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  • Writer's pictureRaji Writes

"Proof" by Naatak Theatre Company

A couple of months ago, Naatak UpClose presented “Proof”, David Auburn’s intense, Pulitzer Prize winning play, directed by Devika Ashok. Naatak UpClose productions are smaller, more intimate productions, well-suited for plays reliant more on dialogue than action. I watched "Proof" at the MVCPA Second Stage on April 20th, 2019. Yes, despite my best intentions, life took over and I am only now posting my impressions.

In "Proof", Catherine, the young daughter of a brilliant mathematician plagued with mental illness, continues to converse with him after he has died. She has his gift for mathematics, and given this one similarity with her father, fears that it might extend further and affect her own sanity.

"Proof" was made into a movie in 2005, with astounding performances by Anthony Hopkins and Gwyneth Paltrow. The movie had some deviations from the play that were likely intended to draw out suspense or throw in a plot twist, which ended up, as I saw it, diluting the searing purity of the play.

Naatak’s production, no surprise, is true to Auburn’s play, word for word.

Rinki Suri did a distinguished job with her portrayal of Catherine. Catherine is a sympathetic character, still coming to terms with her father’s loss and worried about having inherited his mental illness. Having spent years caring for him, and having dropped out of school to do so, she is socially isolated.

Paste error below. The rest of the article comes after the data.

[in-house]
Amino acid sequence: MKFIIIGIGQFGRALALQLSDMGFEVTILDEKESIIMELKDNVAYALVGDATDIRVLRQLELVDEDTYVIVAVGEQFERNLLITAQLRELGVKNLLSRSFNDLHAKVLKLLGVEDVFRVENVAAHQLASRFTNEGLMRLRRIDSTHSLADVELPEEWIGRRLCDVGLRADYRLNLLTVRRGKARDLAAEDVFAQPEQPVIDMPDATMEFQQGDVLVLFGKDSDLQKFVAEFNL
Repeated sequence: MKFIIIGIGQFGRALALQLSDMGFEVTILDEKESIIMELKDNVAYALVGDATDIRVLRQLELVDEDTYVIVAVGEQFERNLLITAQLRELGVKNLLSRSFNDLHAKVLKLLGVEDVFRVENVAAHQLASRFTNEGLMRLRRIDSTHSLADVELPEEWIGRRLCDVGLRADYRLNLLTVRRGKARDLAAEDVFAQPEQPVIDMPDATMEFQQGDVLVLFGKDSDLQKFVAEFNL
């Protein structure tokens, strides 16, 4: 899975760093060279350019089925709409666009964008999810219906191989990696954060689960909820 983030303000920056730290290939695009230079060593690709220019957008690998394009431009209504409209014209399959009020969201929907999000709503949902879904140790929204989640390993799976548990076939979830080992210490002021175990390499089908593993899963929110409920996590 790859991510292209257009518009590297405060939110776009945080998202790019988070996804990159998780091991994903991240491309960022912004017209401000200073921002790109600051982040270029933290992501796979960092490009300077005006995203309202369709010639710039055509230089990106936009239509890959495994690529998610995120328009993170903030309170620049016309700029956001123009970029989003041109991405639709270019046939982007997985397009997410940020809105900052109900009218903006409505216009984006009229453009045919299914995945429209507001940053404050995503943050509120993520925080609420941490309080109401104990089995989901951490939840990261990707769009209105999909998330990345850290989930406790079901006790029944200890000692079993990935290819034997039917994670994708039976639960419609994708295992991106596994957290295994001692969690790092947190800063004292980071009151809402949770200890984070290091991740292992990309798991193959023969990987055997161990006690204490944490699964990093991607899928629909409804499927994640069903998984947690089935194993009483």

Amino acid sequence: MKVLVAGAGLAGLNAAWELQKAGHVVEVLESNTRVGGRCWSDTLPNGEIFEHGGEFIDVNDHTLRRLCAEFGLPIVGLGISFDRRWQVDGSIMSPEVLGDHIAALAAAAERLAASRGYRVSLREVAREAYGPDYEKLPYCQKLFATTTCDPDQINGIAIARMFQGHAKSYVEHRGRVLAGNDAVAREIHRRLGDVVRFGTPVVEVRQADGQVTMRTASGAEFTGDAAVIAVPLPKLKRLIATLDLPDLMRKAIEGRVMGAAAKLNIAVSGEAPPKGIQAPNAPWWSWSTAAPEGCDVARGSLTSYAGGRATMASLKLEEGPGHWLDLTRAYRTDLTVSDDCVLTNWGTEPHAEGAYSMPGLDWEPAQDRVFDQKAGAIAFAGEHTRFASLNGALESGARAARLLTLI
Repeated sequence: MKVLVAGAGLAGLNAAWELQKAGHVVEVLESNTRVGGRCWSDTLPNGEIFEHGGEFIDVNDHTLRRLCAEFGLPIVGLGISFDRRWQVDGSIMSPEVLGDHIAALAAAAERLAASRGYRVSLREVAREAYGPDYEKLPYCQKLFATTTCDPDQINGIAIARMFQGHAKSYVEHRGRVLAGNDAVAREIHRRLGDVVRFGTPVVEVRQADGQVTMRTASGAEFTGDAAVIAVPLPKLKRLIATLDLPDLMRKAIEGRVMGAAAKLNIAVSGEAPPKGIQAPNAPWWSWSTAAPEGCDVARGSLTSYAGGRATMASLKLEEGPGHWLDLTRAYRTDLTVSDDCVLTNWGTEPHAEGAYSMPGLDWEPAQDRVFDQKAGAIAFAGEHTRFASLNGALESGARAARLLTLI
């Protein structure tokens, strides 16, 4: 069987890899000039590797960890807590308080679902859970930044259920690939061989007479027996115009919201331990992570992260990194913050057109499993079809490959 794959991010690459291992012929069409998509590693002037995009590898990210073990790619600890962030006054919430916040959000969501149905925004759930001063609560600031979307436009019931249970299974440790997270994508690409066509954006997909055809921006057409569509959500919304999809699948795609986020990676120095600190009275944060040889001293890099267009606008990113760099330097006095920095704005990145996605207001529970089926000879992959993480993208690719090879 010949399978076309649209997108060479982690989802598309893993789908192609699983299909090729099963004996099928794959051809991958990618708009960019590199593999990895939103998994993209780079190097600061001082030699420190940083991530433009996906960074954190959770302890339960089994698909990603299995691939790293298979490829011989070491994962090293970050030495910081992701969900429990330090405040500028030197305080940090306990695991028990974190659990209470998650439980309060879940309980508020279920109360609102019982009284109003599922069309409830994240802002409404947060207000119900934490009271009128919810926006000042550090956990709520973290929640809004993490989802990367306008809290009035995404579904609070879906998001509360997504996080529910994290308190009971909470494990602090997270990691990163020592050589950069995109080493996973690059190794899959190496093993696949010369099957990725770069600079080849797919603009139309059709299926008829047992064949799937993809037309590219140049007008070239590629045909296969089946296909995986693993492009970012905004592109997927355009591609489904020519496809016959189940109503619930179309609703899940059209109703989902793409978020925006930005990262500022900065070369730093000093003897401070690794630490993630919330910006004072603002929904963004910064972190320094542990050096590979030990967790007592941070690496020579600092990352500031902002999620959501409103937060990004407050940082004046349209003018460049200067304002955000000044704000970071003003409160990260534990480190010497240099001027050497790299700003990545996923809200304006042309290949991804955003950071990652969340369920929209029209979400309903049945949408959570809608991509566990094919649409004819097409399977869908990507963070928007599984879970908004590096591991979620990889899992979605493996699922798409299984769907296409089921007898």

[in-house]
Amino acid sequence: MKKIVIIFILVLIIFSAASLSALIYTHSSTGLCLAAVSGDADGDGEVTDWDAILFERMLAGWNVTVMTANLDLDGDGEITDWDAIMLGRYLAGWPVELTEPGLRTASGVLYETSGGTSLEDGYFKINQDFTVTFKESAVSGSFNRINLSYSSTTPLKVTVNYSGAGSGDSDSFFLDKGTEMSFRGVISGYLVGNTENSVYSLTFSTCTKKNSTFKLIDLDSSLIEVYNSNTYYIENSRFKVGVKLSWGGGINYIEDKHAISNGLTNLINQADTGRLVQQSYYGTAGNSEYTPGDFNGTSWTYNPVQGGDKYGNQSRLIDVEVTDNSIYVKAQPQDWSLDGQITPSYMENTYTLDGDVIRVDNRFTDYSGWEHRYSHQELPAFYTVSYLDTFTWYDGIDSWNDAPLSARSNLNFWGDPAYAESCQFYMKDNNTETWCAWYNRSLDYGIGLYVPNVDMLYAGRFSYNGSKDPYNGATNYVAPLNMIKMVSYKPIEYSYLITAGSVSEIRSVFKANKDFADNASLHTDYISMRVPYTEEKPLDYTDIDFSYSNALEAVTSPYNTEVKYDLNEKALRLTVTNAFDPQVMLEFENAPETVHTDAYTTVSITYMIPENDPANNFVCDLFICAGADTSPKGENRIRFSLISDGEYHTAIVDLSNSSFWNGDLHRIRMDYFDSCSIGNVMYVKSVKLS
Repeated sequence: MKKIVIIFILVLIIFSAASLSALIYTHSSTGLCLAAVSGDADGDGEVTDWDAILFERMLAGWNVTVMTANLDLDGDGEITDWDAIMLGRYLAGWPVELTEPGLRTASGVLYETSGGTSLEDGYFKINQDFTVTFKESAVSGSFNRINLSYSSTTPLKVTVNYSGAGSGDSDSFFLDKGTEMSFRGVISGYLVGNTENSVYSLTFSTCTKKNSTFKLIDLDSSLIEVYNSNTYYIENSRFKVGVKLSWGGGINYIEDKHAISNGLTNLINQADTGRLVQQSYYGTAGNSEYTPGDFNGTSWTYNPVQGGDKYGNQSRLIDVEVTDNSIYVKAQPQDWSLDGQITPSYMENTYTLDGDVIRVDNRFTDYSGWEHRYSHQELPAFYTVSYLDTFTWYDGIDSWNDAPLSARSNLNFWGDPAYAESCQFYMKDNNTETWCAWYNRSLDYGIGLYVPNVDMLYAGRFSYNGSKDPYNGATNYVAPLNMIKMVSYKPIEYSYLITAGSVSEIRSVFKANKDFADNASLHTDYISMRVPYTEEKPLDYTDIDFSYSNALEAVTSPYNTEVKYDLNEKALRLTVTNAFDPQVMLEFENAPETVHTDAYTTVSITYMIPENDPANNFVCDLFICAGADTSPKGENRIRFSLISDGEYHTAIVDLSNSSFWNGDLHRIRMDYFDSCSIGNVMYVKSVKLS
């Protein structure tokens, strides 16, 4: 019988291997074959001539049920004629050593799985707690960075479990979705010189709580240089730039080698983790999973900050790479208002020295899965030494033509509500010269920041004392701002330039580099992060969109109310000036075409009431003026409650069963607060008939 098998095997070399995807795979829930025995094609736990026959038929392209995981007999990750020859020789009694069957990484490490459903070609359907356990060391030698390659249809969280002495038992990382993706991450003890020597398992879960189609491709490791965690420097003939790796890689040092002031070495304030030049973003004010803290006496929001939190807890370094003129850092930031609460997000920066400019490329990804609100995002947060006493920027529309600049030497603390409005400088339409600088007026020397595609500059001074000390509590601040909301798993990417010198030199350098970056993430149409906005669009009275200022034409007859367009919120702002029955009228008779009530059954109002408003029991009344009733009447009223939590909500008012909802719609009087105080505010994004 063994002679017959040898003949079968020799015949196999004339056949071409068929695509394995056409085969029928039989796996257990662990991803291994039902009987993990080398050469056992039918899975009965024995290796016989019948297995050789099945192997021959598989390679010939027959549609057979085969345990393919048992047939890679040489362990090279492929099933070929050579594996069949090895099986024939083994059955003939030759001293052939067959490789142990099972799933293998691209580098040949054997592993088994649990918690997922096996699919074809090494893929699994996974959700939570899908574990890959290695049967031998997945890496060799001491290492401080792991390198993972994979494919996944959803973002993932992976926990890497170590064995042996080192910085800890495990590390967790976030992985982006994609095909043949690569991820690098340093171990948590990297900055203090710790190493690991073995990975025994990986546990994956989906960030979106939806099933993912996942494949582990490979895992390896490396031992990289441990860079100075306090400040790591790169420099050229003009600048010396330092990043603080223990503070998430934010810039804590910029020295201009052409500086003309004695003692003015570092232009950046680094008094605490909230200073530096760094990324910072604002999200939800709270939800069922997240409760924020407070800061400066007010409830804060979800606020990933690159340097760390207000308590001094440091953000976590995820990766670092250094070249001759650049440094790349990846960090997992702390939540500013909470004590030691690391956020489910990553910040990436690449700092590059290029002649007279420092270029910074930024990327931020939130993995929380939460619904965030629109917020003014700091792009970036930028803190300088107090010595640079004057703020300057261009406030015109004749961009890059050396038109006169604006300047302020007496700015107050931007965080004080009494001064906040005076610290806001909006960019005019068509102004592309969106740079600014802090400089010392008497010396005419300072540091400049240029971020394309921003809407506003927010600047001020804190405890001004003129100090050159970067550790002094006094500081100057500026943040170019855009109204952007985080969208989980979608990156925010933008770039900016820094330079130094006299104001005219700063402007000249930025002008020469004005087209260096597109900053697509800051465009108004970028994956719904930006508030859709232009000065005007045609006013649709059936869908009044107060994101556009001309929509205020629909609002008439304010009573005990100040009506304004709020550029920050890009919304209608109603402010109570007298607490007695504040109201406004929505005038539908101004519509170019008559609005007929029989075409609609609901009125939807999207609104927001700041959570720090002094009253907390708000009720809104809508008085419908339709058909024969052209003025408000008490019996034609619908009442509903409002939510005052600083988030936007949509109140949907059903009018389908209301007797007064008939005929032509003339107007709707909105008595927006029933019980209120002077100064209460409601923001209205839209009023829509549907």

This is a challenging role, requiring a variety of emotions: diffidence, anxiety, listlessness, intensity, humor. And behind it all, hidden behind all the idiosyncrasies, a brilliant mind. Suri’s body language, facial expressions, and tone reflected the nuances of Catherine’s moods, anxieties and frustrations. She was riveting to watch.

Mukund Marathe (a frequent Naatak performer, seen in Rashomon, among others) played the role of Robert, whose mental illness robbed his mind and his exceptional mathematical talent. His phrase for his periods of lucidity is “the machinery is working.”

Mukund Marathe as Robert, and Rinki Suri as Catherine

Right at the onset, we learn that the daughter may be depressed. She has been very close to her father, and engages in conversations with his imagined self, off and on throughout the play. Their strong bond and similarities emerge in one such conversation in which, goaded by him, she narrows down, more and more minutely, the length of time she had withdrawn from society. She ends with 33 ¼ days. At this, the father comments, “Even your depression is mathematical!”

Harold Dobbs is a former student and great admirer of Robert, self-confessed geek and member of a nerd rock band. He is an extremely likable character, fond as he is of Catherine, and barring a short window, confident in her capabilities and kind to her. Arjun Chemparathy played him with ease. Whenever he entered the stage, the atmosphere lightened. For me, the most poignant and powerful lines in the play were spoken by Harold: “There is nothing wrong with you.” This was the validation that Catherine needed to lead a normal life. And it reminded me of the terrible toll mental illness takes on lives, and how essential kindness is, and understanding.